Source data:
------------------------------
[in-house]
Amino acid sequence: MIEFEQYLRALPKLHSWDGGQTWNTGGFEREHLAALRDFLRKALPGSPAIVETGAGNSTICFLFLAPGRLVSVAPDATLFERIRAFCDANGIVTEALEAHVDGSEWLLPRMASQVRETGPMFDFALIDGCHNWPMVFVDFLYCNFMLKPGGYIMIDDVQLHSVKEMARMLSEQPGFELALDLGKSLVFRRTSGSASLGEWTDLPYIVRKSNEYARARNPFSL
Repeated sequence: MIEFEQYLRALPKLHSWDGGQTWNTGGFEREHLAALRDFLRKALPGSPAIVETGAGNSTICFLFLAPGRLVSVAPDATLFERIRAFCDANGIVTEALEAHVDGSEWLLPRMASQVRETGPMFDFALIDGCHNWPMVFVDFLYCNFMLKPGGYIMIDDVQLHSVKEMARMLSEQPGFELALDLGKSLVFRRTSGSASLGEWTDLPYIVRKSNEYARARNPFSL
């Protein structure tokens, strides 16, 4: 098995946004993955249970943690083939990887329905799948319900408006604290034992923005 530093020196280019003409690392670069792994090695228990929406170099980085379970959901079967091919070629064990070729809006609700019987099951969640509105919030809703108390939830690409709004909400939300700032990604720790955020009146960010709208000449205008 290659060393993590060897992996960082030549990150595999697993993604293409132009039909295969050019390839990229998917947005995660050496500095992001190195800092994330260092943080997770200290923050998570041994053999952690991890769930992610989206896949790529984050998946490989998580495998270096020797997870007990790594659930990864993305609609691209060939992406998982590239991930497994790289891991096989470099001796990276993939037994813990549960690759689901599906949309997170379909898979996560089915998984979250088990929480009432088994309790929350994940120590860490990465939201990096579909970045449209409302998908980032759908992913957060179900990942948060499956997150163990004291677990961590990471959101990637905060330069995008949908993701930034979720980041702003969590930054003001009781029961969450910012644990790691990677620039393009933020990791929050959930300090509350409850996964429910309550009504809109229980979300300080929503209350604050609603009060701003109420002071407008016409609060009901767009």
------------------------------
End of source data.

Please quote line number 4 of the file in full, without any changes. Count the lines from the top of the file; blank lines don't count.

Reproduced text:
């Protein structure tokens, strides 16, 4: 098995946004993955249970943690083939990887329905799948319900408006604290034992923005 530093020196280019003409690392670069792994090695228990929406170099980085379970959901079967091919070629064990070729809006609700019987099951969640509105919030809703108390939830690409709004909400939300700032990604720790955020009146960010709208000449205008 290659060393993590060897992996960082030549990150595999697993993604293409132009039909295969050019390839990229998917947005995660050496500095992001190195800092994330260092943080997770200290923050998570041994053999952690991890769930992610989206896949790529984050998946490989998580495998270096020797997870007990790594659930990864993305609609691209060939992406998982590239991930497994790289891991096989470099001796990276993939037994813990549960690759689901599906949309997170379909898979996560089915998984979250088990929480009432088994309790929350994940120590860490990465939201990096579909970045449209409302998908980032759908992913957060179900990942948060499956997150163990004291677990961590990471959101990637905060330069995008949908993701930034979720980041702003969590930054003001009781029961969450910012644990790691990677620039393009933020990791929050959930300090509350409850996964429910309550009504809109229980979300300080929503209350604050609603009060701003109420002071407008016409609060009901767009």